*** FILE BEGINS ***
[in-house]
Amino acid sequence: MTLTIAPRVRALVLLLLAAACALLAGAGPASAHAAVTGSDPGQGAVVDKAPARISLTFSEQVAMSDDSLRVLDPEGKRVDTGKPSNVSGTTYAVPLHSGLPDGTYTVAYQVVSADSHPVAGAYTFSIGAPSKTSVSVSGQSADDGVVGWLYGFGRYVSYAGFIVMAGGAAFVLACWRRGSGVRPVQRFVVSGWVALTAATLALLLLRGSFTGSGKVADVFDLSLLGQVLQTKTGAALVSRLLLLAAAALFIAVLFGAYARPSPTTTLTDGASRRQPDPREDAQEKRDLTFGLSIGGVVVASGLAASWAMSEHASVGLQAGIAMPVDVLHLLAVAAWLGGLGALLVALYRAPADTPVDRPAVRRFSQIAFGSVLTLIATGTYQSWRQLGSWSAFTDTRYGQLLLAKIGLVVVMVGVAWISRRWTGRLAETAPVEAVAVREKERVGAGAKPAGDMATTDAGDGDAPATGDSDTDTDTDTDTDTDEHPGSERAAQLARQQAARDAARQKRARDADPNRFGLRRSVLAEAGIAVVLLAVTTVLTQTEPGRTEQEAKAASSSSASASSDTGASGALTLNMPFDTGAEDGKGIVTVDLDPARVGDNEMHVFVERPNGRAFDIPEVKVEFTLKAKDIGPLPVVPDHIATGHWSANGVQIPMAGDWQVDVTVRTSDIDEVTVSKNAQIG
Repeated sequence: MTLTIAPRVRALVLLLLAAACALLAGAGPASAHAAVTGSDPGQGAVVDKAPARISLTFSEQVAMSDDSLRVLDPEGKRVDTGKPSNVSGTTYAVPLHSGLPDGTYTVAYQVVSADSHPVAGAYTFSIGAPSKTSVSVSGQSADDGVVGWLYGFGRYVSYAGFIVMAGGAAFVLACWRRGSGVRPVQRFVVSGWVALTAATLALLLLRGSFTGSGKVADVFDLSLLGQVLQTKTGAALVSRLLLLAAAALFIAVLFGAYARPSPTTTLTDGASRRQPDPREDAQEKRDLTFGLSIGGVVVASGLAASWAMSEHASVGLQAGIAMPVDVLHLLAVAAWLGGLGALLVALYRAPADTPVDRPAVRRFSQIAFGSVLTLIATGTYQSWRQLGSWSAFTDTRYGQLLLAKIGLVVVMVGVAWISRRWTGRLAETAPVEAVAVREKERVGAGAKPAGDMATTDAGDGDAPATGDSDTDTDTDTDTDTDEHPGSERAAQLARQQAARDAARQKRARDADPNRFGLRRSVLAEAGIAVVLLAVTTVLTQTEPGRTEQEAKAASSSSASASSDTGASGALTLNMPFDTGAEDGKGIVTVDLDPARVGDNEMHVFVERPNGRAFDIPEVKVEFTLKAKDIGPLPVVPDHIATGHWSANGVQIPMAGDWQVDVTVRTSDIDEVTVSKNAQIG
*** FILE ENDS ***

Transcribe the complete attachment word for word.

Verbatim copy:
[in-house]
Amino acid sequence: MTLTIAPRVRALVLLLLAAACALLAGAGPASAHAAVTGSDPGQGAVVDKAPARISLTFSEQVAMSDDSLRVLDPEGKRVDTGKPSNVSGTTYAVPLHSGLPDGTYTVAYQVVSADSHPVAGAYTFSIGAPSKTSVSVSGQSADDGVVGWLYGFGRYVSYAGFIVMAGGAAFVLACWRRGSGVRPVQRFVVSGWVALTAATLALLLLRGSFTGSGKVADVFDLSLLGQVLQTKTGAALVSRLLLLAAAALFIAVLFGAYARPSPTTTLTDGASRRQPDPREDAQEKRDLTFGLSIGGVVVASGLAASWAMSEHASVGLQAGIAMPVDVLHLLAVAAWLGGLGALLVALYRAPADTPVDRPAVRRFSQIAFGSVLTLIATGTYQSWRQLGSWSAFTDTRYGQLLLAKIGLVVVMVGVAWISRRWTGRLAETAPVEAVAVREKERVGAGAKPAGDMATTDAGDGDAPATGDSDTDTDTDTDTDTDEHPGSERAAQLARQQAARDAARQKRARDADPNRFGLRRSVLAEAGIAVVLLAVTTVLTQTEPGRTEQEAKAASSSSASASSDTGASGALTLNMPFDTGAEDGKGIVTVDLDPARVGDNEMHVFVERPNGRAFDIPEVKVEFTLKAKDIGPLPVVPDHIATGHWSANGVQIPMAGDWQVDVTVRTSDIDEVTVSKNAQIG
Repeated sequence: MTLTIAPRVRALVLLLLAAACALLAGAGPASAHAAVTGSDPGQGAVVDKAPARISLTFSEQVAMSDDSLRVLDPEGKRVDTGKPSNVSGTTYAVPLHSGLPDGTYTVAYQVVSADSHPVAGAYTFSIGAPSKTSVSVSGQSADDGVVGWLYGFGRYVSYAGFIVMAGGAAFVLACWRRGSGVRPVQRFVVSGWVALTAATLALLLLRGSFTGSGKVADVFDLSLLGQVLQTKTGAALVSRLLLLAAAALFIAVLFGAYARPSPTTTLTDGASRRQPDPREDAQEKRDLTFGLSIGGVVVASGLAASWAMSEHASVGLQAGIAMPVDVLHLLAVAAWLGGLGALLVALYRAPADTPVDRPAVRRFSQIAFGSVLTLIATGTYQSWRQLGSWSAFTDTRYGQLLLAKIGLVVVMVGVAWISRRWTGRLAETAPVEAVAVREKERVGAGAKPAGDMATTDAGDGDAPATGDSDTDTDTDTDTDTDEHPGSERAAQLARQQAARDAARQKRARDADPNRFGLRRSVLAEAGIAVVLLAVTTVLTQTEPGRTEQEAKAASSSSASASSDTGASGALTLNMPFDTGAEDGKGIVTVDLDPARVGDNEMHVFVERPNGRAFDIPEVKVEFTLKAKDIGPLPVVPDHIATGHWSANGVQIPMAGDWQVDVTVRTSDIDEVTVSKNAQIG